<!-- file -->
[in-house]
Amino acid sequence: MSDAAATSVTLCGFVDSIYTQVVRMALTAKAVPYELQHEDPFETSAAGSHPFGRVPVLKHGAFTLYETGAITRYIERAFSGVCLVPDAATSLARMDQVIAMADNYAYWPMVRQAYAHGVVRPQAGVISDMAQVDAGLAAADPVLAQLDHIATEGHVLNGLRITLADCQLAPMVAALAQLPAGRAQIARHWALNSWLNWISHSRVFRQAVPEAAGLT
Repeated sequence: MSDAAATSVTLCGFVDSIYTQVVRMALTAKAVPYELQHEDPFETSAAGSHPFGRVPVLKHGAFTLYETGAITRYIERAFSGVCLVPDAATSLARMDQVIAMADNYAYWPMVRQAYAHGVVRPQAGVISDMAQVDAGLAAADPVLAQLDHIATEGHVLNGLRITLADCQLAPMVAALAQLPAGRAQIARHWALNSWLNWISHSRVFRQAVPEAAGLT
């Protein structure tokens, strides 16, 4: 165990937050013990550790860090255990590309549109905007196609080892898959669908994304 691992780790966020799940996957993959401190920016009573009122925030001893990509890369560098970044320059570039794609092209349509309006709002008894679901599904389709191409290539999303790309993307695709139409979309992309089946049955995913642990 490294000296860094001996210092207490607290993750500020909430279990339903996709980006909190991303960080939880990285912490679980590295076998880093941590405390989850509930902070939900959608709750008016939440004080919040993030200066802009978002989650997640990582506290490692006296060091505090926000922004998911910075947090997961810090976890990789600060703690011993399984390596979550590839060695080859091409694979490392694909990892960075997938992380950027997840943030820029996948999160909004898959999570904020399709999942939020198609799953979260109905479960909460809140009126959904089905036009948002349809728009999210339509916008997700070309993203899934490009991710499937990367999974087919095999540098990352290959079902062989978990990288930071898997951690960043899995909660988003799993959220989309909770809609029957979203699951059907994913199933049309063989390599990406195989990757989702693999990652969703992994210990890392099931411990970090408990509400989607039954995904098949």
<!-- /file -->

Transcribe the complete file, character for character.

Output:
[in-house]
Amino acid sequence: MSDAAATSVTLCGFVDSIYTQVVRMALTAKAVPYELQHEDPFETSAAGSHPFGRVPVLKHGAFTLYETGAITRYIERAFSGVCLVPDAATSLARMDQVIAMADNYAYWPMVRQAYAHGVVRPQAGVISDMAQVDAGLAAADPVLAQLDHIATEGHVLNGLRITLADCQLAPMVAALAQLPAGRAQIARHWALNSWLNWISHSRVFRQAVPEAAGLT
Repeated sequence: MSDAAATSVTLCGFVDSIYTQVVRMALTAKAVPYELQHEDPFETSAAGSHPFGRVPVLKHGAFTLYETGAITRYIERAFSGVCLVPDAATSLARMDQVIAMADNYAYWPMVRQAYAHGVVRPQAGVISDMAQVDAGLAAADPVLAQLDHIATEGHVLNGLRITLADCQLAPMVAALAQLPAGRAQIARHWALNSWLNWISHSRVFRQAVPEAAGLT
């Protein structure tokens, strides 16, 4: 165990937050013990550790860090255990590309549109905007196609080892898959669908994304 691992780790966020799940996957993959401190920016009573009122925030001893990509890369560098970044320059570039794609092209349509309006709002008894679901599904389709191409290539999303790309993307695709139409979309992309089946049955995913642990 490294000296860094001996210092207490607290993750500020909430279990339903996709980006909190991303960080939880990285912490679980590295076998880093941590405390989850509930902070939900959608709750008016939440004080919040993030200066802009978002989650997640990582506290490692006296060091505090926000922004998911910075947090997961810090976890990789600060703690011993399984390596979550590839060695080859091409694979490392694909990892960075997938992380950027997840943030820029996948999160909004898959999570904020399709999942939020198609799953979260109905479960909460809140009126959904089905036009948002349809728009999210339509916008997700070309993203899934490009991710499937990367999974087919095999540098990352290959079902062989978990990288930071898997951690960043899995909660988003799993959220989309909770809609029957979203699951059907994913199933049309063989390599990406195989990757989702693999990652969703992994210990890392099931411990970090408990509400989607039954995904098949």